Wednesday, March 7, 2018 1:03PM  1:15PM 
L39.00008: Gate set tomography on more than two qubits Erik Nielsen, Robin BlumeKohout, Kevin Young, Mohan Sarovar, Kenneth Rudinger, Timothy Proctor Quantum tomography is often deemed impractical for “large” quantum information processors of more than 2 qubits. Quantum process tomography and gate set tomography (GST) can be, and have been, used to probe the behavior of gates on 12 qubits, but are rarely applied to 3 or more qubits. This stems in large part from the sheer number of parameters that need to be probed in standard gate tomography: O(16^{N}) for N qubits. We present a framework for intelligently reducing this parameter explosion to poly(N) parameters. Using reduced models that capture physically plausible errors (e.g., fewqubit interactions and Pauli stochastic noise), we show how to perform gate set tomography effectively on larger systems. We present results from applying these methods to processors with 3+ qubits. 
Wednesday, March 7, 2018 1:15PM  1:27PM 
L39.00009: Spectroscopic Measurements on Error Protected Superconducting Qubit Design Based on Josephson Junction Arrays Andras Gyenis, Thomas Hazard, Andrei Vrajitoarea, Agustin Di Paolo, Peter Groszkowski, Alexandre Blais, Jens Koch, Andrew Houck Since the first demonstration of quantum coherence in superconducting qubits, the coherence times of the various designs have undergone a significant improvement. This remarkable evolution is mainly the result of the combination of new qubit designs with reduced sensitivity to external noise, engineered qubit environments, advances in materials and fabrication techniques. An alternative approach to further increase qubit coherence times is to harness potential intrinsic protections of certain superconducting circuits. This is the case in the recently proposed zeropi qubit [PRA 87, 052306 (2013)]. In this talk we present a qubit design which is based on the zeropi circuit in a parameter regime which is experimentally achievable by using long Josephson junction arrays. The circuit offers protection against both energy relaxation, due to disjoint support of the qubit subspace and dephasing, due to diminishing flux sensitivity at the sweet points. We describe the symmetric coupling scheme of the qubit used for dispersive readout and demonstrate the rich energy level spectrum of the device.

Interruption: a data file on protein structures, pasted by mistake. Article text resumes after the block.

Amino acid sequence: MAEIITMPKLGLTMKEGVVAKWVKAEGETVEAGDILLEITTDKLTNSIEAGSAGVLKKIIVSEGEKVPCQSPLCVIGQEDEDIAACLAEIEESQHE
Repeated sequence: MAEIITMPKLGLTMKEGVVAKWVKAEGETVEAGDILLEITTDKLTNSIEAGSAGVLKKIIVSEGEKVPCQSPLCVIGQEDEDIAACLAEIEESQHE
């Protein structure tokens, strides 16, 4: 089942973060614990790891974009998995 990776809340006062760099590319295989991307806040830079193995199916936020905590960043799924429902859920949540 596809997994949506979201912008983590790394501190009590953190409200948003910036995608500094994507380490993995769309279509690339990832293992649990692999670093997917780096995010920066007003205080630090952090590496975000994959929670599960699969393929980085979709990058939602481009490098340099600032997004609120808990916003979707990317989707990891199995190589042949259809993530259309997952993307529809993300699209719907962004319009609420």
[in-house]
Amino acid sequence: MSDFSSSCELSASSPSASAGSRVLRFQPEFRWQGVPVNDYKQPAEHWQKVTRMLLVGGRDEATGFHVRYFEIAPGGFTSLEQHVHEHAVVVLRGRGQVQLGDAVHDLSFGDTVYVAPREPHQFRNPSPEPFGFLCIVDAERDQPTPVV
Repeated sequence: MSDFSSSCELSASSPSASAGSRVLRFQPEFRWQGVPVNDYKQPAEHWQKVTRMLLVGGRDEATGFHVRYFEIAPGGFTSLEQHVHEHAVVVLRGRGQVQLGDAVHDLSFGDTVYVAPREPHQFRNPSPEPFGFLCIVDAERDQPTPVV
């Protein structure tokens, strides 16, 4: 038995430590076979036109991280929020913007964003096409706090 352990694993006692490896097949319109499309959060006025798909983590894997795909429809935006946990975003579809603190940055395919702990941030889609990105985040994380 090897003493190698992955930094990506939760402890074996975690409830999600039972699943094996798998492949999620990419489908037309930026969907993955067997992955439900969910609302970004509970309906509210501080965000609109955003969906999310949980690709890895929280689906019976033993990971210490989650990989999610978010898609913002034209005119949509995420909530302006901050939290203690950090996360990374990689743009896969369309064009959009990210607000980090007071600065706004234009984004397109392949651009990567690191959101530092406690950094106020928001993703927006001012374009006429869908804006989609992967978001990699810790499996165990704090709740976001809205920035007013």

Wednesday, March 7, 2018 1:27PM  1:39PM 
L39.00010: Strongly driven Josephson circuits for engineering parametric interactions Raphael Lescanne, Lucas Verney, Quentin Ficheux, Theau Peronnin, Michel Devoret, Benjamin Huard, Mazyar Mirrahimi, Zaki Leghtas An outstanding roadblock towards the emergence of large scale quantum devices is the finite lifetime of the underlying qubits. One possible solution is to use a subtle interplay between coherent drives and nonlinear dissipation to protect and manipulate quantum information. This nonlinear dissipation is engineered through parametric methods where a strong offresonant pump mediates a nonlinear interaction between the system of interest and its bath. The efficiency of this protection scales with the drive strength. In real Josephson circuits, this favorable scaling collapses for a critical drive strength. The purpose of this work is to understand this limitation, and design circuits which circumvent this breakdown. We experimentally investigate the behaviour of two circuit topologies in the presence of strong drives, and discuss the implications for strong qubit readout, and engineered parametric interactions.